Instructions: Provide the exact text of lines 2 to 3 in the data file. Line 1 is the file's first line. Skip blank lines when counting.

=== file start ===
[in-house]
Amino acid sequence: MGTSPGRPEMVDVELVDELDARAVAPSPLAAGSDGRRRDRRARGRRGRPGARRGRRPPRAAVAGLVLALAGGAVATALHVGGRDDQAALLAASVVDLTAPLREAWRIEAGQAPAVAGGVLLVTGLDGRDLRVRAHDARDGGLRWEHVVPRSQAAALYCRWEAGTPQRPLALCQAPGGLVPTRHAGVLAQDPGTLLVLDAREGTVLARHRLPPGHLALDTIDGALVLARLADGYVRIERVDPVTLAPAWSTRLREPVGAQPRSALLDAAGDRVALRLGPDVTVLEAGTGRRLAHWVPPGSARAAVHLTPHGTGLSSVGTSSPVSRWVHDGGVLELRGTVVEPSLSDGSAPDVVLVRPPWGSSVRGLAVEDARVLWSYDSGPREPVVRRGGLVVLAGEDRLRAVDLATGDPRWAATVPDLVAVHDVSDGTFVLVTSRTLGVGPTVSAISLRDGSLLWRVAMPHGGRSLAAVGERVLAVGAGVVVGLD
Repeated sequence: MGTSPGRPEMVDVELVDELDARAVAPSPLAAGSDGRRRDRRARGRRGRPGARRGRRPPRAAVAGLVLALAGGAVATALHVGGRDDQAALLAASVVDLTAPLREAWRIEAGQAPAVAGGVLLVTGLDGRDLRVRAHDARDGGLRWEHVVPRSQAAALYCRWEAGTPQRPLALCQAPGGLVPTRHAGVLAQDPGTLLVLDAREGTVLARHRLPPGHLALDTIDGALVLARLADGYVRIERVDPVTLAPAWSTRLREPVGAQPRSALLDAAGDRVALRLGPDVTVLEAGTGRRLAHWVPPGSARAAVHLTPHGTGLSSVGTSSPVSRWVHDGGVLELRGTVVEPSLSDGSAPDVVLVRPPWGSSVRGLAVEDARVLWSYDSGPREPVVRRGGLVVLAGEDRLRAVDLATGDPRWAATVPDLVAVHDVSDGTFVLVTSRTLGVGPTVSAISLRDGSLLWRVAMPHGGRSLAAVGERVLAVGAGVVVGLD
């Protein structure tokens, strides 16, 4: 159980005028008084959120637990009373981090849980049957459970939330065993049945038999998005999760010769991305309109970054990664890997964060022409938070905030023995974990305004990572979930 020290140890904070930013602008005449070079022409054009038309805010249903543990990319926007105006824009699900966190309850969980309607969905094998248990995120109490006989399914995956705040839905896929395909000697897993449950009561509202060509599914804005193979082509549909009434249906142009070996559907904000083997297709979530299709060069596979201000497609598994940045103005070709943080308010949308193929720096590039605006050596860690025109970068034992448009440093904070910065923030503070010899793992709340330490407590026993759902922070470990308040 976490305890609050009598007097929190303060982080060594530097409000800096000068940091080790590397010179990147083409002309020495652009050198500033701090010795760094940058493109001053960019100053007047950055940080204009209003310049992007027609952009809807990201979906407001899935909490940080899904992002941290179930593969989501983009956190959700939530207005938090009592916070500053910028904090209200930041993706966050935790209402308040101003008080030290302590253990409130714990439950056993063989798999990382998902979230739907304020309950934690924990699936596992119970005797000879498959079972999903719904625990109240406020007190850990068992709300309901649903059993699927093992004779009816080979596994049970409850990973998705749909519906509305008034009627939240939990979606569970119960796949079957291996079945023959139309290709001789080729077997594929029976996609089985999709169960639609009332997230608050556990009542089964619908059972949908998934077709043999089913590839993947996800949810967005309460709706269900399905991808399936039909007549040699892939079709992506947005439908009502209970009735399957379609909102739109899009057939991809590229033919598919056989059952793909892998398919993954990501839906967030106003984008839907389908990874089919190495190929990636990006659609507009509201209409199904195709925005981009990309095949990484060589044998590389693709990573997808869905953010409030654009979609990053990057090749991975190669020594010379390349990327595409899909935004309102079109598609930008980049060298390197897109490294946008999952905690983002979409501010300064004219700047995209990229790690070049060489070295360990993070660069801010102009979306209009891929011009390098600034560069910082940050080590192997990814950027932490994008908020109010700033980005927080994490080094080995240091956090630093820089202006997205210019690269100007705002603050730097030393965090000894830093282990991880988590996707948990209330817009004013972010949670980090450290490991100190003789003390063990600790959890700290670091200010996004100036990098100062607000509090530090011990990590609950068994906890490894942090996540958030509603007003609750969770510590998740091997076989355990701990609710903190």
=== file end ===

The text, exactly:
Amino acid sequence: MGTSPGRPEMVDVELVDELDARAVAPSPLAAGSDGRRRDRRARGRRGRPGARRGRRPPRAAVAGLVLALAGGAVATALHVGGRDDQAALLAASVVDLTAPLREAWRIEAGQAPAVAGGVLLVTGLDGRDLRVRAHDARDGGLRWEHVVPRSQAAALYCRWEAGTPQRPLALCQAPGGLVPTRHAGVLAQDPGTLLVLDAREGTVLARHRLPPGHLALDTIDGALVLARLADGYVRIERVDPVTLAPAWSTRLREPVGAQPRSALLDAAGDRVALRLGPDVTVLEAGTGRRLAHWVPPGSARAAVHLTPHGTGLSSVGTSSPVSRWVHDGGVLELRGTVVEPSLSDGSAPDVVLVRPPWGSSVRGLAVEDARVLWSYDSGPREPVVRRGGLVVLAGEDRLRAVDLATGDPRWAATVPDLVAVHDVSDGTFVLVTSRTLGVGPTVSAISLRDGSLLWRVAMPHGGRSLAAVGERVLAVGAGVVVGLD
Repeated sequence: MGTSPGRPEMVDVELVDELDARAVAPSPLAAGSDGRRRDRRARGRRGRPGARRGRRPPRAAVAGLVLALAGGAVATALHVGGRDDQAALLAASVVDLTAPLREAWRIEAGQAPAVAGGVLLVTGLDGRDLRVRAHDARDGGLRWEHVVPRSQAAALYCRWEAGTPQRPLALCQAPGGLVPTRHAGVLAQDPGTLLVLDAREGTVLARHRLPPGHLALDTIDGALVLARLADGYVRIERVDPVTLAPAWSTRLREPVGAQPRSALLDAAGDRVALRLGPDVTVLEAGTGRRLAHWVPPGSARAAVHLTPHGTGLSSVGTSSPVSRWVHDGGVLELRGTVVEPSLSDGSAPDVVLVRPPWGSSVRGLAVEDARVLWSYDSGPREPVVRRGGLVVLAGEDRLRAVDLATGDPRWAATVPDLVAVHDVSDGTFVLVTSRTLGVGPTVSAISLRDGSLLWRVAMPHGGRSLAAVGERVLAVGAGVVVGLD